We’re sure you find yourself making all kinds of plans, being as popular as you are. So, you must be used to having to schedule and reschedule your various social meetings all day long.
But is it correct to say “reschedule to” or “reschedule for”? Read on to find out!
Reschedule To or Reschedule For – Which Is Correct?
Both “reschedule to” and “reschedule for” are correct. “Reschedule to” emphasizes that whatever was scheduled is being moved to a new date. “Reschedule for” can have a broader range of meanings and can be used to set out the purpose of rescheduling, e.g., “rescheduling for convenience’s sake”.
As is often the case in English, there are no hard and fast rules for which prepositions should be used when we’re talking about rescheduling. It seems to be more of a personal preference, and, usually, “to” and “for” can be used interchangeably:
- Correct: The meeting is rescheduled to Wednesday.
- Correct: The meeting is rescheduled for Wednesday.
However, there are some contexts where “reschedule to” cannot be used in place of “reschedule for”. Consider the example above:
- Correct: We will reschedule for convenience’s sake.
- Incorrect: We will reschedule to convenience’s sake.
Now you can see the subtle differences between these otherwise interchangeable prepositions. “Reschedule to” is not appropriate if you are explaining the reason for rescheduling.
The Cambridge Dictionary defines “reschedule” as “to agree on a new and later date for something to happen”. The preposition “to” implies that the thing that was scheduled is being moved from one day to another. It denotes a change of position.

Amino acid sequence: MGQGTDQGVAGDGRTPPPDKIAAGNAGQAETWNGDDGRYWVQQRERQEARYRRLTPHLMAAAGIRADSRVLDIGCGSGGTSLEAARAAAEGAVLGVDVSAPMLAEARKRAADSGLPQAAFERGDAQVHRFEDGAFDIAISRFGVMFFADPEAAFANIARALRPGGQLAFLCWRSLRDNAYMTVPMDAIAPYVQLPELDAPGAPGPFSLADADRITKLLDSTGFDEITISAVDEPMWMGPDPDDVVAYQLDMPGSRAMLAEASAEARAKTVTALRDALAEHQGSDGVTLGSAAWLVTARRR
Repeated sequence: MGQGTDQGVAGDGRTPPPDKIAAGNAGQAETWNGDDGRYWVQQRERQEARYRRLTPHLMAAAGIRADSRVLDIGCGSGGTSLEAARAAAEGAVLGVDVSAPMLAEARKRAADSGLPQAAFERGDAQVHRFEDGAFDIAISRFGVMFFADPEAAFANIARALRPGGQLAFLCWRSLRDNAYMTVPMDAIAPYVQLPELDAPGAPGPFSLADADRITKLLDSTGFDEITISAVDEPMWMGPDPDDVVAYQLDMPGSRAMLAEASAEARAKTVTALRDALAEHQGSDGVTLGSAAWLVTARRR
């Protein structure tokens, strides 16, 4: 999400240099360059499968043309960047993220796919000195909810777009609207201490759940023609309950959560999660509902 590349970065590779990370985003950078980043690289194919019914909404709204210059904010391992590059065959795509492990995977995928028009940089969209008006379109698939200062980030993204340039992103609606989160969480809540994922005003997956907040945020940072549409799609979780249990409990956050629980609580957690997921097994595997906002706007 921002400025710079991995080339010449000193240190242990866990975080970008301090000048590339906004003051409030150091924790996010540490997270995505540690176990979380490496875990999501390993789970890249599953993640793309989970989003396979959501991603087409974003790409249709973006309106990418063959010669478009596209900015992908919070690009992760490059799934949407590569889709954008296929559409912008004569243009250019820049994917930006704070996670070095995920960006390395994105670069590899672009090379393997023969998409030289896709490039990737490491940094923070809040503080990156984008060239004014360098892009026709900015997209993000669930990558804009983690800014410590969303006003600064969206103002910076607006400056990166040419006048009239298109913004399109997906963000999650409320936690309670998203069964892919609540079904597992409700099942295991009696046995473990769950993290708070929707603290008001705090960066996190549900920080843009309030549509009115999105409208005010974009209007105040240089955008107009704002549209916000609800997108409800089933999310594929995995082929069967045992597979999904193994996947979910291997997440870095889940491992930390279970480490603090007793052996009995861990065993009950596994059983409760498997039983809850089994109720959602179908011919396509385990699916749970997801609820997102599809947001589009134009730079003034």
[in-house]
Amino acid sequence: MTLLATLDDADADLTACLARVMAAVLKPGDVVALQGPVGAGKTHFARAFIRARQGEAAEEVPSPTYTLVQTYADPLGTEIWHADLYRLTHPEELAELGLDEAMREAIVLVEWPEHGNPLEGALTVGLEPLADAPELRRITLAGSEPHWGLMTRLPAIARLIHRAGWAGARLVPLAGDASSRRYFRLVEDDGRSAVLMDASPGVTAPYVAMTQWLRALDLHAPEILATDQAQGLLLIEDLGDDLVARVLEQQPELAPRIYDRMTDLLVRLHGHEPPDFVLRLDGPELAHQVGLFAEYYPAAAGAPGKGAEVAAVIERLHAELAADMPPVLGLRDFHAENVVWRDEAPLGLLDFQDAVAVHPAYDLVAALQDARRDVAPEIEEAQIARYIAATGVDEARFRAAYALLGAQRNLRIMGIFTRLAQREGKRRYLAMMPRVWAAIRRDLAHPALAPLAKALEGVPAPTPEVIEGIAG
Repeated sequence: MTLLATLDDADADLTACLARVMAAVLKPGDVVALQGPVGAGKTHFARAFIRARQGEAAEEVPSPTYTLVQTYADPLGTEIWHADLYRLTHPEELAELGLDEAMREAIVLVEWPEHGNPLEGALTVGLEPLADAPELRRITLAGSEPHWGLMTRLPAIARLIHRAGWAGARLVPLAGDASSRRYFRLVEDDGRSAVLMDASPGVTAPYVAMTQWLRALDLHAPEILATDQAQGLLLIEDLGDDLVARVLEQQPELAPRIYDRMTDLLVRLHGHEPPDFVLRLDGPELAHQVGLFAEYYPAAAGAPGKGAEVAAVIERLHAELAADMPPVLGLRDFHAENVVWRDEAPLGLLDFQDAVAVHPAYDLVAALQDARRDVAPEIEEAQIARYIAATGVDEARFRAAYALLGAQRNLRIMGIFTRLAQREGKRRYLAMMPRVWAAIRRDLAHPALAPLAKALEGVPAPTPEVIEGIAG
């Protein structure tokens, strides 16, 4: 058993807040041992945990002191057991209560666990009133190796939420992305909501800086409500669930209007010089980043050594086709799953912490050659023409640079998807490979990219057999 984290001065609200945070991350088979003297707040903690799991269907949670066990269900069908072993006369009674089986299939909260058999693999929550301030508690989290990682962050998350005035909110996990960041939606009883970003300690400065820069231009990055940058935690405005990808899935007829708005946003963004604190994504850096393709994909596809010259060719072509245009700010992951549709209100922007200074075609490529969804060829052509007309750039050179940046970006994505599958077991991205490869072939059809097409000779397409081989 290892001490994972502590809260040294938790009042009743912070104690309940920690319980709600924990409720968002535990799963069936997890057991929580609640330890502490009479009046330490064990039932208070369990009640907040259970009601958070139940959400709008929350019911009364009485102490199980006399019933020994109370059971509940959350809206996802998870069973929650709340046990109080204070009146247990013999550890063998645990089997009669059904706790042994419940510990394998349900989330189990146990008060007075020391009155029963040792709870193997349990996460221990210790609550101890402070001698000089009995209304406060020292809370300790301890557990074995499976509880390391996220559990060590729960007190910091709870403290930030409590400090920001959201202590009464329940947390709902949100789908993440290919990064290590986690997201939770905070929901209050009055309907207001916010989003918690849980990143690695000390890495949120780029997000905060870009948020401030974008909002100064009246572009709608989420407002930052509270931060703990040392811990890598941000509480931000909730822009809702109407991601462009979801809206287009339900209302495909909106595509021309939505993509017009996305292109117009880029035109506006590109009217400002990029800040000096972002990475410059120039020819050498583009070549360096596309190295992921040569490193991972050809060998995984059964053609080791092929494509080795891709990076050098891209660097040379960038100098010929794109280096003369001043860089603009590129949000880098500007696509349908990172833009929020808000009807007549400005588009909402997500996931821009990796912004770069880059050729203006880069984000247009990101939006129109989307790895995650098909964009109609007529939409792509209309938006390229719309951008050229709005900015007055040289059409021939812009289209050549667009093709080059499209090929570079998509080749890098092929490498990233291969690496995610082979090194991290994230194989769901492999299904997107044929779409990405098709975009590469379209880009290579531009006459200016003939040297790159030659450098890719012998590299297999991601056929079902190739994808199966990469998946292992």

As such, “rescheduled to” can be used if you know that a meeting, for example, is being moved from one time or day to another time or day, thereby changing its position on, say, a calendar. Let’s look at a few examples to illustrate this point:
- He rescheduled to Monday last minute. Typical.
- I’ve rescheduled to another time so I can make it to Anna’s recital.
- Can we reschedule to tomorrow?
- I’d rather reschedule to a Friday, as I have mornings off.
The preposition “for” is defined by the Cambridge Dictionary as “having the purpose of” or “towards; in the direction of”.
“Rescheduled for” can therefore have multiple meanings. On one hand, it could mean that something was rescheduled for a particular purpose:
- We’re going to have to reschedule for the rest of the group to catch up.
As you can see, “for” here is used to indicate the reason or purpose behind rescheduling.
“Reschedule for” can also mean that something is being rescheduled towards a certain future date. It is, therefore, also showing a change in position and can be used in the same manner as “rescheduled to”:
- We’ll need to reschedule for next week, as the pool is being shut down for cleaning this week.
- Would you mind if we rescheduled for tomorrow?
- The meeting is rescheduled for Monday.
“Reschedule to” and “reschedule for” are both correct and can often be used interchangeably. Both suggest that a plan is being moved further away or changing its position on a calendar.
However, “rescheduled for” has a broader range of uses, as it can also suggest that something is being rescheduled for a particular purpose, e.g., “We will have to reschedule for a number of reasons”.
Martin holds a Master’s degree in Finance and International Business. He has six years of experience in professional communication with clients, executives, and colleagues. Furthermore, he has teaching experience from Aarhus University. Martin has been featured as an expert in communication and teaching on Forbes and Shopify. Read more about Martin here.